One after another, quarterbacks once believed to be franchise cornerstones after being top five draft picks changed addresses this offseason in staggering succession.
Matthew Stafford and Jared Goff switched teams in a swap of former No. 1 overall picks. Carson Wentz and Sam Darnold were traded away by teams that had recently tried to build around those passers. Mitchell Trubisky had to settle for a backup contract deal after flaming out in Chicago.
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Those were part of a growing pattern around the league as teams have never been more willing to use high draft picks on quarterbacks, and never been quicker to cut ties when those investments don’t pay off.
The cycle will continue later this month when quarterbacks are expected to be drafted with the top three picks and a chance that a record five could go in the top 10 as the lure of a top passer on an affordable rookie deal is too enticing to pass up.
The Jets will get back on the rookie quarterback roller coaster three years after trading up to take Darnold with the third pick. With New York holding the second selection in a quarterback-heavy draft, general manager Joe Douglas dealt Darnold to Carolina and now has his eyes on another potential franchise QB, likely BYU’s Zach Wilson.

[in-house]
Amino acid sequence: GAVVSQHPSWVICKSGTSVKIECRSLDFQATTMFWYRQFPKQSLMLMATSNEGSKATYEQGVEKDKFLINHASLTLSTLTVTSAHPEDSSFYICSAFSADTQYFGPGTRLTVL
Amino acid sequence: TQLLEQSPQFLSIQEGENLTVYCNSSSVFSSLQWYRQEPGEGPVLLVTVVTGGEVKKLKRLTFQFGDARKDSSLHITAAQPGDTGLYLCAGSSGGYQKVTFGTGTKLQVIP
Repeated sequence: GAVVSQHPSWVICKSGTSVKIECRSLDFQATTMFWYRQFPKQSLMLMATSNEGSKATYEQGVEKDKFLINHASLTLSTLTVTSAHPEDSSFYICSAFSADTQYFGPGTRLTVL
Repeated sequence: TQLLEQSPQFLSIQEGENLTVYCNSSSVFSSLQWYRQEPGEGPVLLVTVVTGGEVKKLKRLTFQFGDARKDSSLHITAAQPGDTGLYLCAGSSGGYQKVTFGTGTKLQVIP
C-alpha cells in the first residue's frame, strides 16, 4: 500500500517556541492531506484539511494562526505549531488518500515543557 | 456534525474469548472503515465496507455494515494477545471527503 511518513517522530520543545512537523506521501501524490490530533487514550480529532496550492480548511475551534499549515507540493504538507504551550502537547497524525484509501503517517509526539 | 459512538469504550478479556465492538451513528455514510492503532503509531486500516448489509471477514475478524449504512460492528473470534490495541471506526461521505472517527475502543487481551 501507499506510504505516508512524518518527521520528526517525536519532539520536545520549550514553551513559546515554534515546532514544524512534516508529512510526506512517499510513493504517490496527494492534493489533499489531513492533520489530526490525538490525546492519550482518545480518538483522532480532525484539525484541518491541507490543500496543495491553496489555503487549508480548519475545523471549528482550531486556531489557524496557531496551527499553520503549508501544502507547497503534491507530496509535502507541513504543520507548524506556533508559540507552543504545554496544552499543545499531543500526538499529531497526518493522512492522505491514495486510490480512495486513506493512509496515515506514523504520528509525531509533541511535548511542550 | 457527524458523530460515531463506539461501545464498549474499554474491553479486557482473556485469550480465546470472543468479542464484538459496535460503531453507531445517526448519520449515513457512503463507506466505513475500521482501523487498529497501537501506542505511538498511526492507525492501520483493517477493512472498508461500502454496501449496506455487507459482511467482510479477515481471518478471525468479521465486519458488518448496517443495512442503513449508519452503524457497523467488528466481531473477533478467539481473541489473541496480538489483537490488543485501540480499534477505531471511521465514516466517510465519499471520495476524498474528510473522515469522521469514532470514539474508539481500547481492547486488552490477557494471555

“We felt like this was the best decision for the entire organization moving forward,” Douglas said, “and hitting the reset button.”
The resets are coming quicker than ever, with the Jets’ decision to trade Darold after his third season the quickest a team has moved on from a top 5 quarterback since the Raiders cut 2007 No. 1 overall pick JaMarcus Russell after his third season in the NFL. But moves like it are happening more frequently, with the Cardinals trading away 2018 first-rounder (No. 10) Josh Rosen after one season in order to take Kyler Murray first overall in 2019.
In all, four of the five quarterbacks taken with top five picks from 2016-18 changed teams this offseason. Darnold was one of three to get traded, joining the top two picks in the 2016 draft: No. 1 selection Goff dealt from the Rams to Detroit for 2009 top pick Stafford, and No. 2 choice Wentz from Philadelphia to Indianapolis. Trubisky, the third overall pick by Chicago in 2017, was signed as a free agent to be a backup in Buffalo to Josh Allen. Only 2018 No. 1 pick Baker Mayfield remains with his original team as he enters his fourth season with Cleveland.
“It’s really unprecedented, what’s happening with possible franchise guys that are moving,” Rams coach Sean McVay said.
Later this month several more teams will hope they found their franchise guy, with Jacksonville, the Jets and San Francisco all expected to take quarterbacks with the first three picks on Aug. 29, something that has happened only twice (1971, 1999) in the common draft era. Clemson’s Trevor Lawrence is widely expected to go first to the Jaguars, then Wilson as the possible replacement for Darnold at No. 2.